By Pat Hughes
I love baseball. I have for as long as I can remember. I played for as long as my will and ability allowed. My 8-year-old son loves the game even more than I do. We spend hours playing and watching. I coach his team.
Over the years it’s become more and more clear to me that the lessons I’ve learned from baseball are those I can apply to every aspect of my life. Especially the lessons of how to achieve and define success—and how to handle failure. After all, even a great hitter is only successful a third of the time. How a player responds during the other two thirds—in the field, in the dugout, when he practices—determines who he is and who he will be.
For over a decade now, Illinois has been struggling economically. In 2011, Illinois Democrats passed what they promised was a temporary 67% income tax increase. At the time, that increase cost the average family about $1,300 a year. We were told it was necessary because the economy was weak and the state needed to pay down its bills.
In 2011, Illinois had an $8.5 billion backlog of unpaid bills. At the end 2014, after receiving an extra $31 billion from taxpayers, the state is projected to have roughly $6 billion in unpaid bills and $127 billion in debt.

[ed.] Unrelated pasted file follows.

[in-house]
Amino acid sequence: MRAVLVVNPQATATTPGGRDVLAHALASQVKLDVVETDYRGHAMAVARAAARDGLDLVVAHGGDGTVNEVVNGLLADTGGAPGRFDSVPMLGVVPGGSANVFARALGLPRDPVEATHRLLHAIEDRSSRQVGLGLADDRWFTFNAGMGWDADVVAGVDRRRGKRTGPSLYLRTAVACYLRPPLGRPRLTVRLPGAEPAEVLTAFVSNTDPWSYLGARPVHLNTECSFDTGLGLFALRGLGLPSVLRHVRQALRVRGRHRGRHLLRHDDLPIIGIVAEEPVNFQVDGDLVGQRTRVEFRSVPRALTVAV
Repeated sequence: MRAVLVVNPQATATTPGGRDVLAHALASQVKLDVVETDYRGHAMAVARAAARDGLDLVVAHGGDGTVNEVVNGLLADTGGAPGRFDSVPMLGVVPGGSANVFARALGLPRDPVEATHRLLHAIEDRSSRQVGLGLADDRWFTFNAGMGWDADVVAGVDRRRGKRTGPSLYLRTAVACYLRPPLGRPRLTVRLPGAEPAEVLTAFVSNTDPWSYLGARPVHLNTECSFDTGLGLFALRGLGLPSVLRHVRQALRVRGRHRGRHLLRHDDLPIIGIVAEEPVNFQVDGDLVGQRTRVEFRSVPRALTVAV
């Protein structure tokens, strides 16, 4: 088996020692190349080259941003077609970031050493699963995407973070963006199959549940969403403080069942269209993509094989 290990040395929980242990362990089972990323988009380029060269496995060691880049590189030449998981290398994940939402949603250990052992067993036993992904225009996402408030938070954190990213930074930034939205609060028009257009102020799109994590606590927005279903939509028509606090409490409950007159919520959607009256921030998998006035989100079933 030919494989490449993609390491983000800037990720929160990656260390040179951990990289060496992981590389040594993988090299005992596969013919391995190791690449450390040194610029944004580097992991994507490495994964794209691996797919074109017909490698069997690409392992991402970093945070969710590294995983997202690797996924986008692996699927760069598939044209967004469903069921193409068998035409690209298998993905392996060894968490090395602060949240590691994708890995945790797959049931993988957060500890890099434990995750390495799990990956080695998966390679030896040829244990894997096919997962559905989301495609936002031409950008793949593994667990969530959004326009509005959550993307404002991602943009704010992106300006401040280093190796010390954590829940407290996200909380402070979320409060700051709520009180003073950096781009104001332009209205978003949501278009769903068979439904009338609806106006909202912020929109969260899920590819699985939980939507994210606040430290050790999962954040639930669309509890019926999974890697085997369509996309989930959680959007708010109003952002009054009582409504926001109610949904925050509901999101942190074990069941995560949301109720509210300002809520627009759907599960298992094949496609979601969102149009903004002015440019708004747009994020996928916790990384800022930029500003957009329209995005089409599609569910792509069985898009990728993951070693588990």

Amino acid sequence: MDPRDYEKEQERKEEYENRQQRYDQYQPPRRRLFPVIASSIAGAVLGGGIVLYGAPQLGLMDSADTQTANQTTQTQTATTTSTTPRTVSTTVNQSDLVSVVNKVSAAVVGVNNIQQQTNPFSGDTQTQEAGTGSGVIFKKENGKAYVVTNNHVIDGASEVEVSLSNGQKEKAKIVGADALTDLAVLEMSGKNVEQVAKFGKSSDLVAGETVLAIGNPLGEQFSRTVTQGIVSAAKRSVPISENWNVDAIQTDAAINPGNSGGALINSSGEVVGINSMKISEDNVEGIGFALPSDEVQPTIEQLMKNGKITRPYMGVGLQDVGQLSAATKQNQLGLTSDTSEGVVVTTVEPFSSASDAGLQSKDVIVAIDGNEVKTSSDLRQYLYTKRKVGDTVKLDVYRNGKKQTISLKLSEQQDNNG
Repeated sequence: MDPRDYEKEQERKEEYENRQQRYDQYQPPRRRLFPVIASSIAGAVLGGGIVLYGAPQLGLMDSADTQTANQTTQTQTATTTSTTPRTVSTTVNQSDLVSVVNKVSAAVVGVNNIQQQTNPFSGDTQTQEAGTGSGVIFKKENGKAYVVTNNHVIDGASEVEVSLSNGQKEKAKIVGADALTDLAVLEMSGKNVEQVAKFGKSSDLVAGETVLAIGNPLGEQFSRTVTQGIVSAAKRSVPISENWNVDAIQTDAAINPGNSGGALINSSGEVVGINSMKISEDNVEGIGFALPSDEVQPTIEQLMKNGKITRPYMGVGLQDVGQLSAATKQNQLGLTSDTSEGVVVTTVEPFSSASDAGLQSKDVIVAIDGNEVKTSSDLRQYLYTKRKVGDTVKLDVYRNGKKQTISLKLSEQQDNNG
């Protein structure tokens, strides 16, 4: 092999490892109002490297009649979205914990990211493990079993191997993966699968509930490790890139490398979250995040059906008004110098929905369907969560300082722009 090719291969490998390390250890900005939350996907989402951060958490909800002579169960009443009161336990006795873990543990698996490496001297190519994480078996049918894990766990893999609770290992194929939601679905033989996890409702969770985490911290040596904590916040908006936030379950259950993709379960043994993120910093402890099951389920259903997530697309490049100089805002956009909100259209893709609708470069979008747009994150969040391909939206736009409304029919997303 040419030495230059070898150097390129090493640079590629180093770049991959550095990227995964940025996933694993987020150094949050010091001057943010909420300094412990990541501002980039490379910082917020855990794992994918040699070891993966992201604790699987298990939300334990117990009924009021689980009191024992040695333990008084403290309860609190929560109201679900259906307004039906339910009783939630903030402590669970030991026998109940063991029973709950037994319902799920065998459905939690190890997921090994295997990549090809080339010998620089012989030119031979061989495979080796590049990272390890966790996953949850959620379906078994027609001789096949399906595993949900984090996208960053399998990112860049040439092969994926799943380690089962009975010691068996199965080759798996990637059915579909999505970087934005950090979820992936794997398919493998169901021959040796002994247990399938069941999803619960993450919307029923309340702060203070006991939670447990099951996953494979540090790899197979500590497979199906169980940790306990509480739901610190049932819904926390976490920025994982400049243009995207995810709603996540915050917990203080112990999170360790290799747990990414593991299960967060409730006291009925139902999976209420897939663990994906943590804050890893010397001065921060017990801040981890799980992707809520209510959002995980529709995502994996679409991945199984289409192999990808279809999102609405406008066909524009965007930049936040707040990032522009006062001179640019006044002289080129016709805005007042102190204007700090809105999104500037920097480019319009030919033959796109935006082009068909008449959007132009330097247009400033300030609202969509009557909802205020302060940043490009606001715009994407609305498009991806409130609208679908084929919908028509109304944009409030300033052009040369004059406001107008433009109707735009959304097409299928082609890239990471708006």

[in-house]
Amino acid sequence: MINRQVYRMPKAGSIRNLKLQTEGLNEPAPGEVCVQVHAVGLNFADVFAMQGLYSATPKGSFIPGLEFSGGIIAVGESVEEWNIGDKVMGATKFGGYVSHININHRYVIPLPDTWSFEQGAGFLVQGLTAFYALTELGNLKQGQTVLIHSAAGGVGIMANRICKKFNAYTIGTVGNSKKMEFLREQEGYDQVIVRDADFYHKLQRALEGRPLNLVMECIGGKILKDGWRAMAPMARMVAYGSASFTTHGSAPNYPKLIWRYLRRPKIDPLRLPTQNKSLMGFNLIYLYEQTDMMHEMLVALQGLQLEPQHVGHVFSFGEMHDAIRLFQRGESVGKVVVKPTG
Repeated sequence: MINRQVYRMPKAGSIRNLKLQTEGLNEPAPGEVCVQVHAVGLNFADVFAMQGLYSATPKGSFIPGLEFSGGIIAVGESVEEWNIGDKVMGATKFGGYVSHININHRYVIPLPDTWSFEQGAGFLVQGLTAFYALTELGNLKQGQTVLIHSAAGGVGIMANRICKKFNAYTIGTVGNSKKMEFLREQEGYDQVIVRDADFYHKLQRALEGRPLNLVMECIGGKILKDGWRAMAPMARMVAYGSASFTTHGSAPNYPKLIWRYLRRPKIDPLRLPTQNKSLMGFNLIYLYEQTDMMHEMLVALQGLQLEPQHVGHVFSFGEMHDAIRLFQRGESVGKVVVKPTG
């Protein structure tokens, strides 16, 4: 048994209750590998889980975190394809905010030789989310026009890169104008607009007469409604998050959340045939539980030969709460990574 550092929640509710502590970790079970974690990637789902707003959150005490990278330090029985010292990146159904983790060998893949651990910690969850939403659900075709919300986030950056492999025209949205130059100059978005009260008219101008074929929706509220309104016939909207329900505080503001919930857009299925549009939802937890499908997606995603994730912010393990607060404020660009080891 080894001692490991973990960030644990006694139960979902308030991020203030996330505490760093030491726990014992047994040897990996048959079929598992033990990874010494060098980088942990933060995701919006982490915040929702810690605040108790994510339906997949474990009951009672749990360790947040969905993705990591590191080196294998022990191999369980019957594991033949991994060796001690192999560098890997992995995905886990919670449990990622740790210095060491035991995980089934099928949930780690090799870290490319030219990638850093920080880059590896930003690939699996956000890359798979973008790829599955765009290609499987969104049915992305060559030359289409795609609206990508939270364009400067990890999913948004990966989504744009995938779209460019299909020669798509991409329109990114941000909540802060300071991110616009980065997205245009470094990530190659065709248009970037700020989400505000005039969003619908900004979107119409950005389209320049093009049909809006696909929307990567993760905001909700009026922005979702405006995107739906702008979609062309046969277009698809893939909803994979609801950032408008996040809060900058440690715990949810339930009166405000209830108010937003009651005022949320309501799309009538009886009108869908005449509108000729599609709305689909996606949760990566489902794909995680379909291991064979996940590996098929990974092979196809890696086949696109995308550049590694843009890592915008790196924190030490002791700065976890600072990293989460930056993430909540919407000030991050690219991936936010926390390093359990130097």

Furthermore, Democrats told us that the tax increase would improve the economy. Today, Illinois has the highest unemployment rate in the Midwest.
Democrats told us that it would improve our credit rating. Illinois has been downgraded 5 times since the tax increase, more than any other state in America. Additionally, Illinois has the worst credit rating of any state.
The 2011 tax increase failed to do what was promised. Now, Democrats want to make it permanent. Hardworking taxpayers can’t afford another tax increase. And raising taxes does nothing to help the 550,000 unemployed Illinoisans find work.
Hall of Famer Bob Feller—one of baseball’s all time greats—once stated, “Every day is a new opportunity. You can build on yesterday’s success or put its failures behind and start over again. That’s the way life is, with a new game every day, and that’s the way baseball is.”
We have the opportunity to begin a new game, so to speak. We must seize it. We have an opportunity to get people elected who understand the policies that will lead to economic expansion. Candidates who recognize the need to implement focused policy reform and leverage our state’s competitive advantages; as opposed to legislators who seek take your hard earned income with total disregard for the work you do and the life you are trying to build.
While the 2011 tax increase was a failure, how we deal with that failure now is what matters. A lesson that a great American state must learn from a great American game.